Tuesday, 19 March 2013

The Grand Old Duke of York

I have spent a lot of the past few weeks feeling like the Grand Old Duke of York ... and today has been no exception!

This morning I was expecting a telephone call from the hospital to tell me that my father had been assessed by the care home he would be going to temporarily, and that he would be transferred there either this afternoon or tomorrow morning.

The call did not come, but my wife and I continued the necessary preparations in the hope that it would. By 3.00pm I had given up waiting, and I telephoned the hospital to find out what was happening ... only to be told that the person I needed to talk to was in a meeting.

I telephoned again at 4.30pm, and was informed that the assessment had taken place ... but no decision had yet been made as to if and when my father would be discharged into the care of the home.

Just before 5.00pm I was called by the hospital sister overseeing my father's discharge, and she informed me that the care home has assessed my father and were going to accept him into their care tomorrow ... but she was not sure when.

This was followed up a few minutes later by another telephone call, this time from the nurse responsible for my father's care ... who informed me that my father was going to be discharged tomorrow afternoon, but that he was not sure when. He did say, however, that the hospital would telephone and inform me as to the time my father was going to be discharged before it actually took place.
Oh, The Grand Old Duke of York,
He had ten thousand men;
He marched them up to the top of the hill,
And he marched them down again.

And when they were up, they were up,
And when they were down, they were down,
And when they were only half-way up,
They were neither up nor down.
As an aside, some years ago my deceased father-in-law's lady friend was discharged from a large hospital in Canterbury, Kent into a smaller cottage hospital in Whitstable. This was supposed to happen before lunch, so we drove my father-in-law to Whitstable mid-afternoon to see her, only to be informed that the lady had not arrived, and that she was still in Canterbury. We drove to Canterbury ... and we were told that she had been discharged from the ward she had been in some hours beforehand and was on her way to Whitstable. We drove back to Whitstable ... but she was not there either. She finally arrived at Whitstable at nearly 11.00pm, having spent nearly twelve hours waiting in the Canterbury hospital's Discharge Area, during which time she had not been fed or give anything to drink.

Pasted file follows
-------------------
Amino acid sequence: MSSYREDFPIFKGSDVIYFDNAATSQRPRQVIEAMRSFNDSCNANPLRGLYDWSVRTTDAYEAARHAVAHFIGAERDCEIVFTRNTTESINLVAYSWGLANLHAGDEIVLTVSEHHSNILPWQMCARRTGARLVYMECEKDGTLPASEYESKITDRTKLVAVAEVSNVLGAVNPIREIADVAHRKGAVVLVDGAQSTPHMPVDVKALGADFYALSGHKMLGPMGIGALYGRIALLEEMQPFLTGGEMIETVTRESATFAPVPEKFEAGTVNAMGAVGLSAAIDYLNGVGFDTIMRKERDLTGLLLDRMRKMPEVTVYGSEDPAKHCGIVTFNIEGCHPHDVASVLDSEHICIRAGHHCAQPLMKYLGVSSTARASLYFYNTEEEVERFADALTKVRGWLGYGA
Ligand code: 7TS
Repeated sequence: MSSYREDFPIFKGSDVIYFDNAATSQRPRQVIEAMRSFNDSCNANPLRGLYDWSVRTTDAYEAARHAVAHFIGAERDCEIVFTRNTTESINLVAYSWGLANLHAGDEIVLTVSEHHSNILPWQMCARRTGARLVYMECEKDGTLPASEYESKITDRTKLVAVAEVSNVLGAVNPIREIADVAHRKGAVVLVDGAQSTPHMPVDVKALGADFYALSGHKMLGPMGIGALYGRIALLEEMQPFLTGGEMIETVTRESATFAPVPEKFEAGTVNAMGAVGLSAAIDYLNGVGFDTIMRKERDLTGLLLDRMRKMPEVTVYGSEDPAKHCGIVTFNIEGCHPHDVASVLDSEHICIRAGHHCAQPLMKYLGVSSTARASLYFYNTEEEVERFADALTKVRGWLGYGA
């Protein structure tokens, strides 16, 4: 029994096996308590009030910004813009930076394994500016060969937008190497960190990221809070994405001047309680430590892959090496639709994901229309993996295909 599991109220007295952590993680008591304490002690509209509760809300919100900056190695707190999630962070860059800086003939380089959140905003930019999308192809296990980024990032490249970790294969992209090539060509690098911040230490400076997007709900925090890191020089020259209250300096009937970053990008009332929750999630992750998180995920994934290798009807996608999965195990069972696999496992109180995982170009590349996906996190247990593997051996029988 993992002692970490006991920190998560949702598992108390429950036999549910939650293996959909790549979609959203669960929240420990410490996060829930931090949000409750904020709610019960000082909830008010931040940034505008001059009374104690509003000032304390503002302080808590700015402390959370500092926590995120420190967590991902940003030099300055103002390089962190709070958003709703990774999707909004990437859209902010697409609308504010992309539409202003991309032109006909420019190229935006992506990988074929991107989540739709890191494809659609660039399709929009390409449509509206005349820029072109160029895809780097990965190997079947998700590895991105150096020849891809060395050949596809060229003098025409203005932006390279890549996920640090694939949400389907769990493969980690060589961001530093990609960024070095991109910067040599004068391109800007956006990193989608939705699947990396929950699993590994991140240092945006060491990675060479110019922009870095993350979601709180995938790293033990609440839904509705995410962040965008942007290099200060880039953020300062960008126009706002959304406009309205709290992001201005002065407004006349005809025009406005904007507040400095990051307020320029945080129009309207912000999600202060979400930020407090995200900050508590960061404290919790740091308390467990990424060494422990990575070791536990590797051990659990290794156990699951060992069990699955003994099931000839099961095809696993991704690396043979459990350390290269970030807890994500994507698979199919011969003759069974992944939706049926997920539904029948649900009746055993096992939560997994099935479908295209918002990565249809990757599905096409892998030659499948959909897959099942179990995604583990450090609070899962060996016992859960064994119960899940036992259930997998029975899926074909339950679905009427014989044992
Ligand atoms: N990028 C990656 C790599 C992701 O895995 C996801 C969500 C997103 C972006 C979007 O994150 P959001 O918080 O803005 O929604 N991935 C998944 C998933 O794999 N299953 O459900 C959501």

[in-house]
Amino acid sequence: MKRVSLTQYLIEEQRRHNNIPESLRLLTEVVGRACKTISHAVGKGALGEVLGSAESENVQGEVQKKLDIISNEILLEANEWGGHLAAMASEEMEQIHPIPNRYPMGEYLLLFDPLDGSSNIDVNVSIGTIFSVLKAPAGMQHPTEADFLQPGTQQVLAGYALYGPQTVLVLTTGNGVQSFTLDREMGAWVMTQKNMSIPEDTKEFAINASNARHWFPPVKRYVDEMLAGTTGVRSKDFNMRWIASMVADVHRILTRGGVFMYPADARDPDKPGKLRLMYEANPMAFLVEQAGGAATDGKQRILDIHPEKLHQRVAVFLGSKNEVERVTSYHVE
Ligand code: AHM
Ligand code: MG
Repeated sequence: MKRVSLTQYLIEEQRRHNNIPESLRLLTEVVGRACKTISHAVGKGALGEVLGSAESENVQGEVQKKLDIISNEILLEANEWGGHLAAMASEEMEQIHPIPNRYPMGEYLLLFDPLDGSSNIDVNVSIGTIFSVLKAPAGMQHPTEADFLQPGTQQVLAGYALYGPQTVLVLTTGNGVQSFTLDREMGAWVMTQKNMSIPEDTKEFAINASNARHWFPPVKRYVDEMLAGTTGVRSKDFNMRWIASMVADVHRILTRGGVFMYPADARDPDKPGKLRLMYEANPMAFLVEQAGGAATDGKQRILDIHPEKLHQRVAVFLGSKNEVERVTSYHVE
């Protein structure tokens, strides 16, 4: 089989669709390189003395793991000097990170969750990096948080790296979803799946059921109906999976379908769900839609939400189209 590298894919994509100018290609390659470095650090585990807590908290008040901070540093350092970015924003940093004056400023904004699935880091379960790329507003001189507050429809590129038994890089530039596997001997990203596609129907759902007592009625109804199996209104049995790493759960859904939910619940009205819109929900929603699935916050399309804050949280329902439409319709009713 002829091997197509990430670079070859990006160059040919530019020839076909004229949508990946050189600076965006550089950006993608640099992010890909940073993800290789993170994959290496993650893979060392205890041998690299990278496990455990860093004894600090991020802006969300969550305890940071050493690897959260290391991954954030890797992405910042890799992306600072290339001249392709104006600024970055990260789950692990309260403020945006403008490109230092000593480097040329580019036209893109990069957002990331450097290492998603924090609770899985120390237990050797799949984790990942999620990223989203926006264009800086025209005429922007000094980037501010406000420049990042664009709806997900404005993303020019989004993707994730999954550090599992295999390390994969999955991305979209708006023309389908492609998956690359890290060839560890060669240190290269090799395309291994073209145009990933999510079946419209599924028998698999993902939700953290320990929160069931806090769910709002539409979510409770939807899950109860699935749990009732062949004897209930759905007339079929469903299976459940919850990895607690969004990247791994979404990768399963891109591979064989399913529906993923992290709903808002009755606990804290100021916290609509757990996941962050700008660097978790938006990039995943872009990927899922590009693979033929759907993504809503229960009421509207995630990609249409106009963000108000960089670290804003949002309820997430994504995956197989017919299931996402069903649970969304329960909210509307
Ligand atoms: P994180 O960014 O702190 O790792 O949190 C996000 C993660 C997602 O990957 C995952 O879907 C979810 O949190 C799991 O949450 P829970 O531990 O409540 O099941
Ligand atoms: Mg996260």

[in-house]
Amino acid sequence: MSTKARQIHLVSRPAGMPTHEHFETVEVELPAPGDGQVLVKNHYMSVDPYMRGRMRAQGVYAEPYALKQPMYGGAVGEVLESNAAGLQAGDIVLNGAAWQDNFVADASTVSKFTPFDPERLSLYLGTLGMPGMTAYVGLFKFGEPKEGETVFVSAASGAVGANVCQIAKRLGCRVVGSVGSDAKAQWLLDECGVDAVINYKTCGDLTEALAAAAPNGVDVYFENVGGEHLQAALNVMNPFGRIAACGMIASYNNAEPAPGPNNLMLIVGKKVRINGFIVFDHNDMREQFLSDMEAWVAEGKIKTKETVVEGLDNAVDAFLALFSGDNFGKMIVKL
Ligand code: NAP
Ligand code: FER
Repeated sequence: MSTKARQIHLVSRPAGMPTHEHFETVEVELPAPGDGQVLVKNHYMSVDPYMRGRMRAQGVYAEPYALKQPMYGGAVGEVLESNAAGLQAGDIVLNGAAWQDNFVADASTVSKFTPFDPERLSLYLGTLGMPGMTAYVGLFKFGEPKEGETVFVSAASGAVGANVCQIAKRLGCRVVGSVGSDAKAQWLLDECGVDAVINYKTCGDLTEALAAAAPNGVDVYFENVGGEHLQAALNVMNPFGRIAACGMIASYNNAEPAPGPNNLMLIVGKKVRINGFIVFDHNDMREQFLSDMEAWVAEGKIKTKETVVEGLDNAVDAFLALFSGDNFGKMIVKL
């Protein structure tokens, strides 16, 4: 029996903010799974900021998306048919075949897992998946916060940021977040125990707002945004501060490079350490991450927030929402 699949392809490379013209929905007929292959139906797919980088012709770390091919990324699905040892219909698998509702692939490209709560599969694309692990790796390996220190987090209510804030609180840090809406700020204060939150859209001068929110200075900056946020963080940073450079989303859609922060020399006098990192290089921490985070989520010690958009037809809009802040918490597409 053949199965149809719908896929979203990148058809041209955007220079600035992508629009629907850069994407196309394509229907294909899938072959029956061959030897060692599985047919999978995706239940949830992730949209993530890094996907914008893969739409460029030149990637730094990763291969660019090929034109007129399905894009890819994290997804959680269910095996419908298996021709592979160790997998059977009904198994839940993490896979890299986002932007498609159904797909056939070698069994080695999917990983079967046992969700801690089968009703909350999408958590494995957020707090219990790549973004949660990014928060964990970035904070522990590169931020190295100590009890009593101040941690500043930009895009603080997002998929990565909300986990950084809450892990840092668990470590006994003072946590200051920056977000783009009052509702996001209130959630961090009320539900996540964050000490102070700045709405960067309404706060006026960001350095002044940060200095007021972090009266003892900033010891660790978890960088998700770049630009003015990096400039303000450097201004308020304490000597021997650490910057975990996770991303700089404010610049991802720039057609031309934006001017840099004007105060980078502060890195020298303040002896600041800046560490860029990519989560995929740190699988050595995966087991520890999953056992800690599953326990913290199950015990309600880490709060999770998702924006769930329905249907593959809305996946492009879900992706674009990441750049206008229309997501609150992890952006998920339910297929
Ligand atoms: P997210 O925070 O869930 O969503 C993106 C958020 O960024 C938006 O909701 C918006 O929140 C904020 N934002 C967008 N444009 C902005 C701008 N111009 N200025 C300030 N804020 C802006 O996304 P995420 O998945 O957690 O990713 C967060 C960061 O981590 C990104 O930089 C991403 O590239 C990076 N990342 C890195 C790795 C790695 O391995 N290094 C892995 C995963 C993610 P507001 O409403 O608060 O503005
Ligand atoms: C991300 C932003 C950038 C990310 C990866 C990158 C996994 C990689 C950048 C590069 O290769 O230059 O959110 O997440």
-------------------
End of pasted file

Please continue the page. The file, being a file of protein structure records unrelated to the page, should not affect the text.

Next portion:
I don't want something like this to happen to my father ... which is why I seem so obsessed with knowing when he will be discharged from hospital.

4 comments:

  1. Keep up the pressure on them, Bob. You are the only one who can advocate for your father! My wife and I have to do this constantly with our son's school. Their agenda is not the same as ours (to say the least), and our constant attention is the only way to ensure that the correct action is taken.

    Good luck.

    Chris

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  2. Chris,

    I find that I am constantly chasing people up to do what they have told me they are going to do ... and have forgotten to do (quite often due to them being overloaded with work), have been stopped from doing (due to procedural, financial, or managerial restraints), or have failed to do.

    I am well-educated, literate, used to dealing with large bureaucratic organisations, and quite assertive (my wife would say aggressive!) ... and I am having problems coping with 'the system'.

    All the best,

    Bob

    PS. I sympathise with you regarding the way modern schools are run. I had forty years working in education, and saw schools go from being places where every pupil was valued to become results-driven/obsessed, 'one size fits all' learning 'factories'.

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  3. I'm with Chris on this, as much as individuals in these institutions may care they tend to get overwhelmed and patients lost in bureaucracy. I've found its up to the family to provide/guide/insist and oversee.

    Best of luck for today

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  4. Ross Mac,

    You are both right; it is up to family members to keep institutions on their toes ... but I just wish that it wasn't necessary.

    Luckily today went well, and my father is now safely housed in his new (temporary) care home.

    All the best,

    Bob

    ReplyDelete